Sunday, January 17, 2021

Four Lost Cities

Four Lost Cities by Annalee Newitz
2/2/21; 320 pages
W.W. Norton & Company 

Four Lost Cities by Annalee Newitz is a highly recommended entertaining and informative look at four cities from history that were abandoned. Everyone loves a good lost city story, but these cities weren't actually lost, people knew they existed, but they were deserted.

Newitz writes: "Modern metropolises are by no means destined to live forever, and historical evidence shows that people have chosen to abandon them repeatedly over the past eight thousand years. It’s terrifying to realize that most of humanity lives in places that are destined to die. The myth of the lost city obscures the reality of how people destroy their civilizations. This book is about that reality, which we’ll explore in four of the most spectacular examples of urban abandonment in human history." The four ancient cities examined are Çatalhöyük, Pompeii, Angkor, and Cahokia.

Çatalhöyük is a Neolithic site buried beneath two low hills in the Anatolian region of Central Turkey that was founded around 9,000 years ago. People here were settling down into agricultural life after living as nomads. The population was probably between 5,000 and 20,000 for about a millennium. Pompeii is the most well known city. It was a Roman tourist town on the sunny shores of the Mediterranean until the eruption of Mount Vesuvius in 79 and buried the city under a deep layer of volcanic ash. The medieval megacity of Angkor in Cambodia experienced a slow-motion abandonment and destruction as the city was hit by climate catastrophes lasting a century. The indigenous metropolis Cahokia was the largest city in North America before the arrival of Europeans. It grew from a small village located on the Mississippi River bottom where East St. Louis is today to a sprawling metropolis of over 30,000 people and covered both sides of the river. The many groups of people who composed this city and shared spiritual practices eventually experienced several droughts which changed their practices, and they divided back into their individual groups and left.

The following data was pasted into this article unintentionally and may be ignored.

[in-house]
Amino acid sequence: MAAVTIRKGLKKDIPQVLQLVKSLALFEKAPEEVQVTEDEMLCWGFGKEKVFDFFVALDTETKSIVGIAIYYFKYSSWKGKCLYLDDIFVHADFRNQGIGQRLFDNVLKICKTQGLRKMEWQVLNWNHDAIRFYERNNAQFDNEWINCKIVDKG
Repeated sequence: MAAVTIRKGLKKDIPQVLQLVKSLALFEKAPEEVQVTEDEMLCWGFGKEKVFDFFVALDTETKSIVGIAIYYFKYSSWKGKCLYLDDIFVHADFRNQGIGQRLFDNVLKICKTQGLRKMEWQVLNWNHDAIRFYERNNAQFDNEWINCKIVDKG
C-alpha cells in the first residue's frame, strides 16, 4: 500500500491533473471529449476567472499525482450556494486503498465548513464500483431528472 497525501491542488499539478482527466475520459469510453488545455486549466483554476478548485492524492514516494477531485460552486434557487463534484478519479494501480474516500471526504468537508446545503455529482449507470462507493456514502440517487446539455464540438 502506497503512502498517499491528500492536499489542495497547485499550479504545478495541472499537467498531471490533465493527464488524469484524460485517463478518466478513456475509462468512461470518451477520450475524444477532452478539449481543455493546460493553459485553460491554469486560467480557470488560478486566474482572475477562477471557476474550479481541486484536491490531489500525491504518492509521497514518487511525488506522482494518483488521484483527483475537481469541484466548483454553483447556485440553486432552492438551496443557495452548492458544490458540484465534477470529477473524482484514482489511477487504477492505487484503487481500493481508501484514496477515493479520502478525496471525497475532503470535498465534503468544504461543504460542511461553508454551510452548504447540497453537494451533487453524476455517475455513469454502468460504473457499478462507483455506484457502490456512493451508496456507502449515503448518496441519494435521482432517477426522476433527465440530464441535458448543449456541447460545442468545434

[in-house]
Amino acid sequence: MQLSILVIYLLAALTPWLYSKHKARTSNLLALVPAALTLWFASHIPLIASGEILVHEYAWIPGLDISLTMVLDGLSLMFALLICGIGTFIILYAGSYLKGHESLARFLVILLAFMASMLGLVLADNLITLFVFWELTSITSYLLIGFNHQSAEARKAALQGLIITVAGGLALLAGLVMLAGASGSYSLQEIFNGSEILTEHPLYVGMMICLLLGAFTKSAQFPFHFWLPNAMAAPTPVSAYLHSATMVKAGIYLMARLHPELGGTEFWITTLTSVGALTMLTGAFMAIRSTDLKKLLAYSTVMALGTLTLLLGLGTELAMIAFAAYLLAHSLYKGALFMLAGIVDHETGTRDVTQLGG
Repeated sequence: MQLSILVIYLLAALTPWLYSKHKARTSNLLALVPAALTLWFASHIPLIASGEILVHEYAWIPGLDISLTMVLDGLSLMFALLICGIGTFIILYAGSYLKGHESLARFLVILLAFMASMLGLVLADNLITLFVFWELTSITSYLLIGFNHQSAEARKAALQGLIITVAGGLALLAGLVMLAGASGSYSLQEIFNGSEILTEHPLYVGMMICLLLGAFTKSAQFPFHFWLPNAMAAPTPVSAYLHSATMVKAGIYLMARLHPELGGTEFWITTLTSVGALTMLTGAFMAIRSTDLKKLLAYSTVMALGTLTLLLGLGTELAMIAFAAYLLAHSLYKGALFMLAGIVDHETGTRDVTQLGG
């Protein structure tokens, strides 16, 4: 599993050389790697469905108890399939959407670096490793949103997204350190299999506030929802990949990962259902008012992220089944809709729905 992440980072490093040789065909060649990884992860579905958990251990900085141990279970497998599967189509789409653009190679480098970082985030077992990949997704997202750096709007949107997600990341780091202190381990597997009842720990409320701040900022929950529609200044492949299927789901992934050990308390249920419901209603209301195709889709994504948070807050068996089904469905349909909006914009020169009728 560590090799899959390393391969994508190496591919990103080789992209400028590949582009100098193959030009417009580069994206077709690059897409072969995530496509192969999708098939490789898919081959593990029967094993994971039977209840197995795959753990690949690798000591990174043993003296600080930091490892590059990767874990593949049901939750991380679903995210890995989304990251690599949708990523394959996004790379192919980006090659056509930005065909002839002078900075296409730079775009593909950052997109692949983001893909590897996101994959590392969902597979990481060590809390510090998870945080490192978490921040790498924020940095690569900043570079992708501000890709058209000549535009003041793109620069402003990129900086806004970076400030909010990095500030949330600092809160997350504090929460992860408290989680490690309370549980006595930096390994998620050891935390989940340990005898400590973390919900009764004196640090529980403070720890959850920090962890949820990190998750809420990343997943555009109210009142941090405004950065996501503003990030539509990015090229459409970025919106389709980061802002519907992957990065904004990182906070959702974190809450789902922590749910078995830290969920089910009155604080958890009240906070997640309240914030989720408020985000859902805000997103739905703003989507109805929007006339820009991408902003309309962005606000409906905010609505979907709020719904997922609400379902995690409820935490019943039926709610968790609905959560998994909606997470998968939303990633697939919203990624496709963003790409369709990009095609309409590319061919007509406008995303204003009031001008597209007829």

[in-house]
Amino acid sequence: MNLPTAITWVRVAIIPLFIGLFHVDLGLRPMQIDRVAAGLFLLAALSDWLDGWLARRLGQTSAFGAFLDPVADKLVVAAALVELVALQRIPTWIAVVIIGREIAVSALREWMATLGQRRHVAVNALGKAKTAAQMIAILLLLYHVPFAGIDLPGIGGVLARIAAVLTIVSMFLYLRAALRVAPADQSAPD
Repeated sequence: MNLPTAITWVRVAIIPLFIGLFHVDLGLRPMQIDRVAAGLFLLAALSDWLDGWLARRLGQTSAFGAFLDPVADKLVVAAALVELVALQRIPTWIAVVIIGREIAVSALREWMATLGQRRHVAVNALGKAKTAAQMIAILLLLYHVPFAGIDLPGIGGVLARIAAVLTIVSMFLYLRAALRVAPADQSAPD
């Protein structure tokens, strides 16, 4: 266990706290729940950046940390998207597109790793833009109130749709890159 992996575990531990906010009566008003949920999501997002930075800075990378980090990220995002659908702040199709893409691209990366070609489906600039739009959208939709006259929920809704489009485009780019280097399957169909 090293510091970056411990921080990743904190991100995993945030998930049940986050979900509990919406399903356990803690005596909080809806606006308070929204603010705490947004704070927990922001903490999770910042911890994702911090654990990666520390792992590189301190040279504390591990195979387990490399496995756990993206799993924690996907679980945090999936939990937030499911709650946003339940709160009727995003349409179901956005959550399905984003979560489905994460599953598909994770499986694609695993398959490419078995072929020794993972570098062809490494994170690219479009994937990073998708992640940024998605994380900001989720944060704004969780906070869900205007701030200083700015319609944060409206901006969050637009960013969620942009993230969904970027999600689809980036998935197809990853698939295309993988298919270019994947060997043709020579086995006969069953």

Four Lost Cities is written in a very accessible manner, so even the layperson who is interested in archaeology but hardly a scholar, can easily understand the information Newitz presents. They traveled to all four sites and talked to many of the researchers and scientists studying the sites and they share the new, cutting edge theories and interpretations of what life was like in the cities, before, during and after their decline. And that is the really interesting fact - these cities experienced a slow decline, with the obvious exception of Pompeii, that occurred over decades or longer. People chose to leave the cities, and for good reasons. Each of the cities encountered lengthy periods of political instability joined with major environmental problems.

Personally I found Newitz's focus on the everyday people that built and populated these cities and their functions in that particular society fascinating. It is also refreshing to see the new archaeological focus on how each society likely function rather than observing it through the lens of Western Civilization. All of the observations shared are well-researched. They talked to the experts currently involved with the sites and information is included in chapter notes if you would like to pursue more information.

My review copy was courtesy of W.W. Norton & Company via Netgalley.

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